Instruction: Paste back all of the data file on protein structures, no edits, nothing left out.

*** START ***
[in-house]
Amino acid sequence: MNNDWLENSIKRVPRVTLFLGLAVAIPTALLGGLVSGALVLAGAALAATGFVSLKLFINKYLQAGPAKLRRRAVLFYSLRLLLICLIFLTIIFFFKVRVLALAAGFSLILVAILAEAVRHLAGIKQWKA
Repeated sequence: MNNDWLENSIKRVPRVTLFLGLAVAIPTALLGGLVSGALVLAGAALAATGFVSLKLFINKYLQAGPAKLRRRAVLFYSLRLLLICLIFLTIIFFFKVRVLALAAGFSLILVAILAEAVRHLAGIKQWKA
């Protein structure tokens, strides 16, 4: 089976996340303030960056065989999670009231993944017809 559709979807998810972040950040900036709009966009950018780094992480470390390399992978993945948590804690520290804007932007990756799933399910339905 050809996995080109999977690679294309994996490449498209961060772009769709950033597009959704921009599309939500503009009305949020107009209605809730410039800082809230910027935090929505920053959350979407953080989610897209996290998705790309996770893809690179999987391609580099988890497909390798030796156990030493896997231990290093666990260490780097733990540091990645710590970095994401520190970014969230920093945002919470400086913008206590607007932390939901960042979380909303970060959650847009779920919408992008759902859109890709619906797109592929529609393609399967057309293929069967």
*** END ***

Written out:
[in-house]
Amino acid sequence: MNNDWLENSIKRVPRVTLFLGLAVAIPTALLGGLVSGALVLAGAALAATGFVSLKLFINKYLQAGPAKLRRRAVLFYSLRLLLICLIFLTIIFFFKVRVLALAAGFSLILVAILAEAVRHLAGIKQWKA
Repeated sequence: MNNDWLENSIKRVPRVTLFLGLAVAIPTALLGGLVSGALVLAGAALAATGFVSLKLFINKYLQAGPAKLRRRAVLFYSLRLLLICLIFLTIIFFFKVRVLALAAGFSLILVAILAEAVRHLAGIKQWKA
């Protein structure tokens, strides 16, 4: 089976996340303030960056065989999670009231993944017809 559709979807998810972040950040900036709009966009950018780094992480470390390399992978993945948590804690520290804007932007990756799933399910339905 050809996995080109999977690679294309994996490449498209961060772009769709950033597009959704921009599309939500503009009305949020107009209605809730410039800082809230910027935090929505920053959350979407953080989610897209996290998705790309996770893809690179999987391609580099988890497909390798030796156990030493896997231990290093666990260490780097733990540091990645710590970095994401520190970014969230920093945002919470400086913008206590607007932390939901960042979380909303970060959650847009779920919408992008759902859109890709619906797109592929529609393609399967057309293929069967």